Utah Rep. Jason Chaffetz released his resignation letter today, confirming that his last day as a Member of the House will be June 30, 2017, long before his latest two-year term ends. You can read the complete letter below.
In the letter, Chaffetz tells his constituents that he is following through with his promise to not make serving in Congress a lifetime career. He has determined that nine years is enough. He also confirmed that he has sent a letter to Utah Governor Gary Herbert, confirming the date he leaves Congress. It’s up to Herbert to schedule a special election before the November 2018 elections to fill Chaffetz’s seat, but that has been controversial in Utah.
The Salt Lake City Tribune reports that the Utah House Republican Caucus said they might sue Herbert if he doesn’t request legislators return to Salt Lake City to pass laws on replacing Chaffetz. Herbert is considering speeding up the process to have special election campaign that runs 180 days instead of 328 days, as the existing laws state.
The 50-year-old Chaffetz, who was first elected in 2008 to represent Utah’s third Congressional District, became one of the most powerful Republicans in the House as the chairman of the House Oversight Committee. He is also on the House Judiciary Committee and chairs the Subcommittee on National Security, Homeland Defense and Foreign Operations. Chaffetz was also a leading critic of the Obama Administration’s handling of the September 11, 2012 Benghzi attack and led the investigations into Hillary Clinton’s use of a private email server while Secretary of State.
Chaffetz announced in April that he would not run for re-election in 2018 in a Facebook statement. He called it a “personal decision to return to the private sector.”
That return to the private sector will start with a job at Fox News. On May 13, The Washingtonian reported that Chaffetz is telling other House Republicans that he’s joining the network after he leaves office.
In an interview with Politico, Chaffetz said he’s had interest from companies to join boards of directors and television networks.
“I started poking around to see what I might be worth and what sort of possibilities are there,” Chaffetz told Politico. “And I got a series of ‘Let us know when you’re serious.’ Well now I can say, ‘Can you tell I am serious?’… I’ll take a little bit of time to sort out. I’d be thrilled to have a television relationship. But there’s a number of things I’d like to do.”
Chaffetz also told Politico that his decision was “absolutely not” influenced by a possible scandal.
Here is Chaffetz’s complete resignation letter to his constituents, which he posted on his website.
Dear 3rd District Constituents:
Serving you in the U.S. House of Representatives for nearly nine years has been a rare honor and privilege. When I first ran for Congress in 2008 I promised I would get in, serve, and get out. I told voters I did not believe Congress should be a lifetime career. I knew from day one that my service there would not last forever.
As you know, after careful consideration and long discussion with my wife, Julie, we agree the time has come for us to move on from this part of our life. This week I sent a letter to Governor Herbert indicating my intention to resign from Congress effective June 30, 2017.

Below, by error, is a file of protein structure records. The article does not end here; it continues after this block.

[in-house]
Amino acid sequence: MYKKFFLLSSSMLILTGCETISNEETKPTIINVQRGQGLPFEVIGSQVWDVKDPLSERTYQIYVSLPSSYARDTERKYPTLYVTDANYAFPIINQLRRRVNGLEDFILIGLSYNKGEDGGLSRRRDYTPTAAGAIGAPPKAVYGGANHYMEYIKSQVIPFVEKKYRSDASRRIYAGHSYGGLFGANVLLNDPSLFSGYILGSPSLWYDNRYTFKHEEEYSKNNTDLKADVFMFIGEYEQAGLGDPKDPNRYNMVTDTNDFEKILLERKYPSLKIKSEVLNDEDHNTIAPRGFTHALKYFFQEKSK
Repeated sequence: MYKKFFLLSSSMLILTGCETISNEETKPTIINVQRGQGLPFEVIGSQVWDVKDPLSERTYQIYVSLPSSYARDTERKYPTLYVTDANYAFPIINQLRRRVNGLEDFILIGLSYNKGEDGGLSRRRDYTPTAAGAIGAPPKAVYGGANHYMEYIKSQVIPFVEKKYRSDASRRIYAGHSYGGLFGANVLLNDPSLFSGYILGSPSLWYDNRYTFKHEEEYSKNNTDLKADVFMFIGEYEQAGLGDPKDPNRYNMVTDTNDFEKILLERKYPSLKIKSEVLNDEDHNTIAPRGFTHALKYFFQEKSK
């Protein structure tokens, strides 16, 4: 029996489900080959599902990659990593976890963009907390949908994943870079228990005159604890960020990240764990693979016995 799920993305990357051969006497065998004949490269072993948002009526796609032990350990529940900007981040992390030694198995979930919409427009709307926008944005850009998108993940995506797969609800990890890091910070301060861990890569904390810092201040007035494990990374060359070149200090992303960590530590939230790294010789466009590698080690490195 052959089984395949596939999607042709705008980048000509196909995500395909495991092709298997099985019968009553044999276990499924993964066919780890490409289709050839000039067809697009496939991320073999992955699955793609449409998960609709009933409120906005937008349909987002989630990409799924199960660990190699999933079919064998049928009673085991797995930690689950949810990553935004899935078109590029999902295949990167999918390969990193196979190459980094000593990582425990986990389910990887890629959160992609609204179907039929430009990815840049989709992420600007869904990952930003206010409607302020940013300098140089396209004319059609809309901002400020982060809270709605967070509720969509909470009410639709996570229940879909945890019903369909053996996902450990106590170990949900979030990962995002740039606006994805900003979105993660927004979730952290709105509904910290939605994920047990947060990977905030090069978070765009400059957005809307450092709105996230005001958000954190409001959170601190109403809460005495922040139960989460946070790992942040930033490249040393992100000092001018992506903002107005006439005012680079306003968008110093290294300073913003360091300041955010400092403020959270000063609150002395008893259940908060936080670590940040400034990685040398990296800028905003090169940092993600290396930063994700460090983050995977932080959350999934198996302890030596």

My life has undergone some big changes over the last 18 months. Those changes have been good. But as I celebrated my 50th birthday in March, the reality of spending more than 1,500 nights away from my family over eight years hit me harder than it had before.
Julie and I have been married for over 26 years. We have three wonderful children. Two of our children got married over the past 18 months – each having found an amazing spouse. I couldn’t be more proud of them. Our oldest son recently graduated from the University of Utah and his wife from BYU. In August, they will move out of state for law school. Our daughter, who attended UVU, married a great young man who found a terrific job two time zones away. Our youngest daughter remains at home attending high school, but soon she, too, will spread her wings and set off on her life’s path. Julie and I are facing the reality of being empty nesters. All of us, it appears, are ready to begin a new chapter.
I’ve slept on a cot in my office largely to save money for the Chaffetz family, but also to remind myself that my service there was temporary. Though the time away and the travel have been a sacrifice, our family has always been united that public service was the right thing to do. We feel my time in congress has been well spent, but it now seems the right time to turn the page.
I have very much enjoyed serving, but never for a moment have I thought that I was indispensable. I know others can and should serve. The House is known as the “People’s House” because it is made up of a cross section of ordinary Americans who represent almost every walk of life – as it should be. While remaining true to my principles I have made the effort to “reach across the aisle.” I count many Democratic members as my friends. I hope whoever replaces me will do even better.
I would be remiss not to mention the great men and women who have served in my office, both in Washington and here in the District. They have worked hard to serve our constituents and have made me look good too many times to mention. I will miss our association. Their commitment and dedication remind me every day of why this nation will remain the strongest and most free in history.
I recognize that very few people get the opportunity you’ve given me; I will be forever grateful for the trust and confidence voters placed in me to serve five terms in the U.S. Congress. I have no doubt you will select a great new representative for Utah’s 3rd Congressional District. Thank you for allowing me to serve.
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